June 22, 1987

CRACKDOWN ON SMOKING 2425
COVER

CRACKDOWN ON SMOKING

When Dr. Luther Leonidas Terry of Red Level, Ala., died on March 29, 1985, at 73, millions of people regarded him as a full-blown American hero. Others, notably those working in the tobacco industry, viewed him somewhat differently. As surgeon general of the U.S. public health service, Terry was responsible for a bombshell government book that declared flatly that cigarette smoking caused lung cancer and increased the risk of heart disease.
Galbraith’s vision 88a
Q&A: JOHN KENNETH GALBRAITH

Galbraith’s vision

Economist John Kenneth Galbraith has enjoyed a varied career. He has taught at the University of California at Berkeley, Princeton University and Harvard, where he retired from full-time lecturing to become the Paul M. Warburg Professor of Economics Emeritus in 1975.
KICKING A HABIT 2829
COVER

KICKING A HABIT

In 1983 Maureen O’Sullivan, a stylish, middle-aged Fredericton woman, decided to quit smoking. She doggedly followed the instructions of her stop-smoking clinic leader, restricting her smoking to fewer and fewer locations during the six-week course until she only indulged her habit in one place: her kitchen.
THE GROWERS' DESPAIR 3031
COVER

THE GROWERS' DESPAIR

Albert Honkoop says that he has always taken great pride in looking out the kitchen window of his farmhouse in Alliston, P.E.I., and admiring the summer fields of tall, green, shining tobacco. He adds that it had always been his dream to have a farm for his children to inherit after he retired.
Challenge from Berlin 1617
WORLD

Challenge from Berlin

Rarely has the former actor had a more carefully selected set, or one richer in symbolism. As President Ronald Reagan stood on the speaker’s platform in West Berlin on Friday, June 12, the columns of the Brandenburg Gate rose behind him, a past monument to German unity.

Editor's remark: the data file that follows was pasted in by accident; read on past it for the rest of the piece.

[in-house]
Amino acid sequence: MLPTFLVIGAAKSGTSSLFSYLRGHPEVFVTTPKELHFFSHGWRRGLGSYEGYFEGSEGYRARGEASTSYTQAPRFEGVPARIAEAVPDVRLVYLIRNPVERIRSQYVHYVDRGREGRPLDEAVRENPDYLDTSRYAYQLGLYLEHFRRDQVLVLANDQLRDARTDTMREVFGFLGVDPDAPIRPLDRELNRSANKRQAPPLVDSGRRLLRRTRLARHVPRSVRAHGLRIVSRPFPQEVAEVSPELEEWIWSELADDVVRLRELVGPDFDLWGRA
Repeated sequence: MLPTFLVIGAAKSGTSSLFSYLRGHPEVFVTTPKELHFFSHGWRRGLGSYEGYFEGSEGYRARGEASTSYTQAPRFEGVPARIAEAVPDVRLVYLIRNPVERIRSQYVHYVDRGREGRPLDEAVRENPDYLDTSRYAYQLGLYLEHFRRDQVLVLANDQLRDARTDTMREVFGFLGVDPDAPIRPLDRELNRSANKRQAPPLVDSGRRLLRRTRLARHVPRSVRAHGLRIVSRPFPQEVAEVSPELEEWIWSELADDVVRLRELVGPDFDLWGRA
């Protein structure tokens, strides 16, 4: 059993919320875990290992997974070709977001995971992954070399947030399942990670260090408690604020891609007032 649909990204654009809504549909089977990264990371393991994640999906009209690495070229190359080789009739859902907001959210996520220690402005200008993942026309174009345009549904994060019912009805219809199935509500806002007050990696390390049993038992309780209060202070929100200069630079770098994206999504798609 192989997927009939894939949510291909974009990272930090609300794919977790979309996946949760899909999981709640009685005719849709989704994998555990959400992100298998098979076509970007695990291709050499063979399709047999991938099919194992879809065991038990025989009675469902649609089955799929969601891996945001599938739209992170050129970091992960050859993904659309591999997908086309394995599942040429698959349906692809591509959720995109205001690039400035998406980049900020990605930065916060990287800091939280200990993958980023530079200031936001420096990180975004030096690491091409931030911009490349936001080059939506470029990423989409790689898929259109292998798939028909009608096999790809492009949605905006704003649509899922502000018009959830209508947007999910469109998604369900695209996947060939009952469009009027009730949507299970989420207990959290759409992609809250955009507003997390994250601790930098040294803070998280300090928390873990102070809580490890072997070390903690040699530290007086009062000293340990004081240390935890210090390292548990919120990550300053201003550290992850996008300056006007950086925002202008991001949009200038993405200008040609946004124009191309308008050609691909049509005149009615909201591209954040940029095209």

An Atlantic Beginning? 1011
CANADA

An Atlantic Beginning?

As a businessman based in the town of Springdale on the northern coast of Newfoundland, Job Halfyard is familiar with bureaucracy. Since he went into business for himself in 1972, the former high-school teacher has often been frustrated by delays and red tape.
Vagueness in Venice 3435
BUSINESS/ECONOMY

Vagueness in Venice

Over an elegant dinner of coquille St. Jacques, gnocchi and lamb ribs in Venice’s opulent 18th-century Palazzo Grassi, Prime Minister Brian Mulroney made his case. Before the annual summit meeting of leaders from the United States, Japan, West Germany, Britain, France, Canada and Italy, Mulroney knew that West Germany was most strongly opposed to Canadian initiatives on South Africa and agricultural subsidies.
Stratford’s cavalcade 5455
THEATRE

Stratford’s cavalcade

The Stratford Festival in southwestern Ontario turns 35 this year, and its survival must be counted no less than a miracle. In a region where entertainment usually runs to drive-ins and agricultural fairs, Stratford has boldly based its repertoire almost exclusively on the classics.
On the stump with the Iron Lady 8j9
COLUMN

On the stump with the Iron Lady

When the call came from the London Times to cover Margaret Thatcher on part of her campaign, I got very excited and rushed to my bookshelves to bone up on economist Friedrich Hayek. Then I rushed to my wardrobe to get out the tweed and pearls. There may be a woman in history whom I admire as much as Thatcher, I thought, but one does not easily come to mind.
A challenge to big-city dailies 4445
MEDIA WATCH

A challenge to big-city dailies

The Royal Commission on Newspapers, also known as the Kent commission, reported with dark foreboding on July 1, 1981, that “concentration engulfs Canadian daily newspaper publishing” and that “the years ahead will see more, unless the law is changed.”
June 151987 June 291987